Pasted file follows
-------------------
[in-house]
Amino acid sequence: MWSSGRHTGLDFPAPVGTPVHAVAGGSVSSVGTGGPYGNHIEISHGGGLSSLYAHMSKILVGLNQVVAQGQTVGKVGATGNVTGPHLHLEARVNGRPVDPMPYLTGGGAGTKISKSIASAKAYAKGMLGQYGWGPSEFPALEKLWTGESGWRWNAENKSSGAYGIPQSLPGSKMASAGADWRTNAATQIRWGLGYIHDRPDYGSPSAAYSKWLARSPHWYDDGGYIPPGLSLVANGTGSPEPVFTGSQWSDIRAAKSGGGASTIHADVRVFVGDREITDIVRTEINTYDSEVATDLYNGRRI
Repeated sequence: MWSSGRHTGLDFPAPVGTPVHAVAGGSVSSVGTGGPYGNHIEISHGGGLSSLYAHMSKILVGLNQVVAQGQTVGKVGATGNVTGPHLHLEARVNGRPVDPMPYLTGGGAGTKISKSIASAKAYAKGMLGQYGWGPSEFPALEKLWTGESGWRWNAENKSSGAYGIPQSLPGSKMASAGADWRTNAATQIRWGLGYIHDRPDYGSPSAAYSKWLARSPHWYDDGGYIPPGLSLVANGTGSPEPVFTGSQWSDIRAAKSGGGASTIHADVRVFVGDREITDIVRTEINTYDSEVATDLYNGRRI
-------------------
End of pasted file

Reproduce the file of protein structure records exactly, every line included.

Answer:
[in-house]
Amino acid sequence: MWSSGRHTGLDFPAPVGTPVHAVAGGSVSSVGTGGPYGNHIEISHGGGLSSLYAHMSKILVGLNQVVAQGQTVGKVGATGNVTGPHLHLEARVNGRPVDPMPYLTGGGAGTKISKSIASAKAYAKGMLGQYGWGPSEFPALEKLWTGESGWRWNAENKSSGAYGIPQSLPGSKMASAGADWRTNAATQIRWGLGYIHDRPDYGSPSAAYSKWLARSPHWYDDGGYIPPGLSLVANGTGSPEPVFTGSQWSDIRAAKSGGGASTIHADVRVFVGDREITDIVRTEINTYDSEVATDLYNGRRI
Repeated sequence: MWSSGRHTGLDFPAPVGTPVHAVAGGSVSSVGTGGPYGNHIEISHGGGLSSLYAHMSKILVGLNQVVAQGQTVGKVGATGNVTGPHLHLEARVNGRPVDPMPYLTGGGAGTKISKSIASAKAYAKGMLGQYGWGPSEFPALEKLWTGESGWRWNAENKSSGAYGIPQSLPGSKMASAGADWRTNAATQIRWGLGYIHDRPDYGSPSAAYSKWLARSPHWYDDGGYIPPGLSLVANGTGSPEPVFTGSQWSDIRAAKSGGGASTIHADVRVFVGDREITDIVRTEINTYDSEVATDLYNGRRI